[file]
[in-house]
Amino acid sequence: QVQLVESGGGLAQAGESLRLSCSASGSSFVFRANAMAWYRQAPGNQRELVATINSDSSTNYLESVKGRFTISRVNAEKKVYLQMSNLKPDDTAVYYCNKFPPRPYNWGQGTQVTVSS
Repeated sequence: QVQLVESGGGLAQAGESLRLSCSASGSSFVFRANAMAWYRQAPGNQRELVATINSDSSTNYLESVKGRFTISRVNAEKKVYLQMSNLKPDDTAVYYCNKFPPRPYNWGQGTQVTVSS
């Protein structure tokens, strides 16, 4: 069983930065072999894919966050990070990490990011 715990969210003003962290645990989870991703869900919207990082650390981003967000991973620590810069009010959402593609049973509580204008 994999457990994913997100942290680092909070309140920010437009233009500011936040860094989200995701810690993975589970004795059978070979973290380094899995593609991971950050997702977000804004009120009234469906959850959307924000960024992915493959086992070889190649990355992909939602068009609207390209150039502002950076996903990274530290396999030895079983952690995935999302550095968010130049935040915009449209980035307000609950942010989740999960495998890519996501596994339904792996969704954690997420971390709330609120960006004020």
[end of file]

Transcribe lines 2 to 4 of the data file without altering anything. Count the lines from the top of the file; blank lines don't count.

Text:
Amino acid sequence: QVQLVESGGGLAQAGESLRLSCSASGSSFVFRANAMAWYRQAPGNQRELVATINSDSSTNYLESVKGRFTISRVNAEKKVYLQMSNLKPDDTAVYYCNKFPPRPYNWGQGTQVTVSS
Repeated sequence: QVQLVESGGGLAQAGESLRLSCSASGSSFVFRANAMAWYRQAPGNQRELVATINSDSSTNYLESVKGRFTISRVNAEKKVYLQMSNLKPDDTAVYYCNKFPPRPYNWGQGTQVTVSS
């Protein structure tokens, strides 16, 4: 069983930065072999894919966050990070990490990011 715990969210003003962290645990989870991703869900919207990082650390981003967000991973620590810069009010959402593609049973509580204008 994999457990994913997100942290680092909070309140920010437009233009500011936040860094989200995701810690993975589970004795059978070979973290380094899995593609991971950050997702977000804004009120009234469906959850959307924000960024992915493959086992070889190649990355992909939602068009609207390209150039502002950076996903990274530290396999030895079983952690995935999302550095968010130049935040915009449209980035307000609950942010989740999960495998890519996501596994339904792996969704954690997420971390709330609120960006004020």